Gifted and talented programs are democratic

Christopher Yaluma

The High Flyer (Blog Banner)-NAGC.pngAdam Tyner and I recently coauthored a report examining gaps in American schools’ gifted programming. The process made me think about the role of democracy in gifted and talented programs and vice versa. As I learned more about the topic, I became increasingly convinced that the current procedures used to identify high achievers were undermining basic democratic values and principles like individuality, equality, and fairness that functional democracies must observe and preserve. Far too many bright students, especially the country’s most disadvantaged, are denied opportunities to be screened for these offerings. In a school system that should—and often purports to—strive to maximize the education of every child, the treatment of these young boys and girls falls well short of that ideal.

In a great book called On Democracy, the late Yale political scientist Robert A. Dahl asks, “Is equality self-evident?” He argues that, for most of us, it is far from self-evident that all men and women are created equal. Dahl makes an important distinction between inequality in ability and inequality in opportunity, the latter being my main concern. Gifted and talented programs affirm inequality in ability yet fail to provide equality in opportunity by restricting efforts to identify eligible students to those first deemed “worthy” of screening—a label often based on teacher referrals and stereotypical views that favor more advantaged children.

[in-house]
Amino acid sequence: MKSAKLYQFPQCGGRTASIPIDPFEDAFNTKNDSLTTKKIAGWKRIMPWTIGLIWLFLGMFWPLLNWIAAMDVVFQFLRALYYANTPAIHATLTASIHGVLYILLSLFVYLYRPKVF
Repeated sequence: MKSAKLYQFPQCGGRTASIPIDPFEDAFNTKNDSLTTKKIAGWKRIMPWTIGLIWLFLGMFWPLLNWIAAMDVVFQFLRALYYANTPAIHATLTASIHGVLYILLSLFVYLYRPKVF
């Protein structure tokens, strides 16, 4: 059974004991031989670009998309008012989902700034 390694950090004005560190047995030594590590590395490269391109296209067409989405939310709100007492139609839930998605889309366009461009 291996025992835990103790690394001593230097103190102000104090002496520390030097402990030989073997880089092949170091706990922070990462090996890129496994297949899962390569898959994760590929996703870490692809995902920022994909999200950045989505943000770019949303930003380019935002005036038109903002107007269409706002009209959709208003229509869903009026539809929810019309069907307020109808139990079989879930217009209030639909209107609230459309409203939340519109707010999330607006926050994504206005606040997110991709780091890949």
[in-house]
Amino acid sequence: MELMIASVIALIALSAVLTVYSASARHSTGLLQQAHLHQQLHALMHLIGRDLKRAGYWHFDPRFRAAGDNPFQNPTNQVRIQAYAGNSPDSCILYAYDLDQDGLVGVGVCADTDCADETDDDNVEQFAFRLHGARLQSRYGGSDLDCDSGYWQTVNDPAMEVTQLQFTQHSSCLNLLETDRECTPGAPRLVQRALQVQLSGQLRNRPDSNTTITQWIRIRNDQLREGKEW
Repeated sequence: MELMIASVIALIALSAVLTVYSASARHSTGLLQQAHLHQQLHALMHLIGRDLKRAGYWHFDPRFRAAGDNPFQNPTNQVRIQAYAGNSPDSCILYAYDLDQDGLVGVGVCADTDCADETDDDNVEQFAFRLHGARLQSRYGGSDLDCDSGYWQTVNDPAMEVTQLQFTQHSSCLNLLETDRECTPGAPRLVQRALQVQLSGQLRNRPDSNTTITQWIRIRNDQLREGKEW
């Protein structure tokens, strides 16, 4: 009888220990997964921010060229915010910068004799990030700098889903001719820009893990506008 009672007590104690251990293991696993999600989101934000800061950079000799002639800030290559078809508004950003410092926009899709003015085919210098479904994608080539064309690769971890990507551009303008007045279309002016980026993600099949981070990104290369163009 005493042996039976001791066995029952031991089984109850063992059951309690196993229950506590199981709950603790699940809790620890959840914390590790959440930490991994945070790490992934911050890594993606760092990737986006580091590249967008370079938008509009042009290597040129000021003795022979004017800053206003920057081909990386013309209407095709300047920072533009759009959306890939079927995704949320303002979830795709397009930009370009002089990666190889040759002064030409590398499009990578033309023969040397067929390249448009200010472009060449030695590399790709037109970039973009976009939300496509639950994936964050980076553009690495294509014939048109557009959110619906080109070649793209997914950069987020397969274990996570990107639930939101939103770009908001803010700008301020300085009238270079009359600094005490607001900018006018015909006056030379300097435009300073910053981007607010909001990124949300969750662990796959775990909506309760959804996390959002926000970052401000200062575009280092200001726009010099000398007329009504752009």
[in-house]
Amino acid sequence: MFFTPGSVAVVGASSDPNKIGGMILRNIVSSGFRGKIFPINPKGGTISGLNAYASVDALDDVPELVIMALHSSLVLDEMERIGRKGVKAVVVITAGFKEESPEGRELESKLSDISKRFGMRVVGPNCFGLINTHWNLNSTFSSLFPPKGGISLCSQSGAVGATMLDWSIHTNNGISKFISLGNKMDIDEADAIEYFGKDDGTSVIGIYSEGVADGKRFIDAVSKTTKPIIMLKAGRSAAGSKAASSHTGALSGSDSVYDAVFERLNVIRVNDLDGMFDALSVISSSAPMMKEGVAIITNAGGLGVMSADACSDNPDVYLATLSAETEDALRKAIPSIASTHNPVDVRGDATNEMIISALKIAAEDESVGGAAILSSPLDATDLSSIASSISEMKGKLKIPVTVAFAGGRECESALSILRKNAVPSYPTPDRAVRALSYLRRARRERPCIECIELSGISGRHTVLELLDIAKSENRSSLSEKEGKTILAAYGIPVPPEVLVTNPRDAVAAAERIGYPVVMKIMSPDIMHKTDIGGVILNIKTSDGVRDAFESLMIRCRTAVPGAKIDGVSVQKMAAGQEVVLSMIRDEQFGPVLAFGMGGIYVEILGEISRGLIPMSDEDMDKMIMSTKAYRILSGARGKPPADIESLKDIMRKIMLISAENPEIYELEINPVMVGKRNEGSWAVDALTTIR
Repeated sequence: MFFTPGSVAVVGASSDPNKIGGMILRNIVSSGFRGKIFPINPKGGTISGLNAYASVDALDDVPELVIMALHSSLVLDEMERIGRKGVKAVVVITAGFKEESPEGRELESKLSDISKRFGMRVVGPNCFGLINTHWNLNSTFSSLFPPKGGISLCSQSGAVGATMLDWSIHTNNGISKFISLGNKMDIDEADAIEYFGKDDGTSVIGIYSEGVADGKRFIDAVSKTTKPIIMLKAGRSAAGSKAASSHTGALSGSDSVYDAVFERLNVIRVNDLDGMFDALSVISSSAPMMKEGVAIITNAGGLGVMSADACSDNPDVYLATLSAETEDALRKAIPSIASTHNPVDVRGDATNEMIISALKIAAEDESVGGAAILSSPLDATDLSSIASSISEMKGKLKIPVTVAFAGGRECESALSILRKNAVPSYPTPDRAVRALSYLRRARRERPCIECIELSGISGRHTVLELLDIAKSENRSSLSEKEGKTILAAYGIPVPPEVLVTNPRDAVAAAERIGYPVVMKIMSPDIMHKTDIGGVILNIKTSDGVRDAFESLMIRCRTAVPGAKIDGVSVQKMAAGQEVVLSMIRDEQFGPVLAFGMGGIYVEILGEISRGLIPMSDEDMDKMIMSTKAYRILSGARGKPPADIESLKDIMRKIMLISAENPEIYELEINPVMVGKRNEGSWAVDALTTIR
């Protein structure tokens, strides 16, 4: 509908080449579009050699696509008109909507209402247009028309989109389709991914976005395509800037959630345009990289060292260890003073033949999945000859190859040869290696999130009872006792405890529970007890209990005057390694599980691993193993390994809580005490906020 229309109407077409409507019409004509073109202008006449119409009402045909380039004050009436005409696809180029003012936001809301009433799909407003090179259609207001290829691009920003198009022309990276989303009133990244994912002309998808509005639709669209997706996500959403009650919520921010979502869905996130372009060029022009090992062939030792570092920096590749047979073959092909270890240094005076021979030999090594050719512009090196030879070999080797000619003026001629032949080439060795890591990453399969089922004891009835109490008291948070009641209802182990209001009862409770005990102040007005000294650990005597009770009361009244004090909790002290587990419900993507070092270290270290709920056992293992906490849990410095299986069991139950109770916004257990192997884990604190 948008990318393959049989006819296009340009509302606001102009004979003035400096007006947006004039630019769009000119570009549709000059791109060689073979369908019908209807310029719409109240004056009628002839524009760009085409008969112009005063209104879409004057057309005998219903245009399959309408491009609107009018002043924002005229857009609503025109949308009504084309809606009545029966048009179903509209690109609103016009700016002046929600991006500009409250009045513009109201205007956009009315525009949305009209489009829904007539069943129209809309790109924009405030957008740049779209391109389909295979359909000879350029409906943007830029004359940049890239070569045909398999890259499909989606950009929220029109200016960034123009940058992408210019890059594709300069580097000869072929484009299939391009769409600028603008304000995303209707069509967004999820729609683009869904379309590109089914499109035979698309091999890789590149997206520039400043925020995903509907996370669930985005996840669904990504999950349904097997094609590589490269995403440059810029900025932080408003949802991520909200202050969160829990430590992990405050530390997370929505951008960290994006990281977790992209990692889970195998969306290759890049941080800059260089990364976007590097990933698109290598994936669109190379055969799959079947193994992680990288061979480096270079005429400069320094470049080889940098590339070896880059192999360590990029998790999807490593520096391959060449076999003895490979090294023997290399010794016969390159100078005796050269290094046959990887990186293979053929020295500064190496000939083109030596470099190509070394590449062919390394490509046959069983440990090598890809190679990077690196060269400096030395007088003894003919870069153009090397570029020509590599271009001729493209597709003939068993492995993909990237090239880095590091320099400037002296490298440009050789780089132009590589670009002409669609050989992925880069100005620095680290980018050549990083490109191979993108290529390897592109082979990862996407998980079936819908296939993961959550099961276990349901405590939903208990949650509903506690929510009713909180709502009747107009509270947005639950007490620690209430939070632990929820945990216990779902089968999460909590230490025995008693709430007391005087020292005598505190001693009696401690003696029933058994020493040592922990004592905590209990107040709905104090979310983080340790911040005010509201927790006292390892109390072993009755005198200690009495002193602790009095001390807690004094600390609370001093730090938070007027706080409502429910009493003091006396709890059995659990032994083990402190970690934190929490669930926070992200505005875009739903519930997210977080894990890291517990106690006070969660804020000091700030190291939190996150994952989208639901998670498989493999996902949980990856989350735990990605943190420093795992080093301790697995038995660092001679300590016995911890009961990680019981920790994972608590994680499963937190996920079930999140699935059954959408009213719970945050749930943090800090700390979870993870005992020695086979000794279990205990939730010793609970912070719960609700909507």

To restore and uphold our democratic values, Dahl calls for a moral judgment he terms “intrinsic equality”:

“We ought to regard the good of every human being as intrinsically equal to that of any other.” Employing the words of the Declaration, as a moral judgment we insist that one person’s life, liberty, and happiness is not intrinsically superior or inferior to the life, liberty, and happiness of any other. Consequently, we say, we ought to treat all persons as if they possess equal claims to life, liberty, happiness, and other fundamental goods and interests.

Intrinsic equality implies that every child—regardless of socioeconomic status, race, or ability—should be given an opportunity to be considered for gifted programs. But they aren’t. Research has shown that low-income, Hispanic, and African American students are often overlooked and referred for gifted screening at a lower rate than their high-income, Asian, and white peers.

To be sure, being a math whiz or spelling bee champion does not make that student superior to or more worthy of attention than any other student. But neither should children who struggle in math or spelling be the overwhelming focus of so many American schools. (Others argue that struggling students should receive more attention, but that’s a discussion for another time.)

Adequately educating all students means recognizing that each has unique abilities, needs, and interests, and that every child is equally deserving of attention. Yet the educational inequality that plagues the country’s gifted programming undermines our democracy by engendering exclusion. If the United States is to continue being a beacon of hope to so many young children and youth from diverse backgrounds, we must fix this—and gifted and talented programs are uniquely positioned to be an effective solution. They recognize intrinsic equality, provide equal opportunity to students, and strengthen our democratic values. As my colleague and report coauthor Adam Tyner has written, “All students deserve to be challenged.”

Christopher Yaluma is co-author of Is There a Gifted Gap? Gifted Education in High-Poverty Schools.

The views expressed herein represent the opinions of the author and not necessarily the National Association for Gifted Children.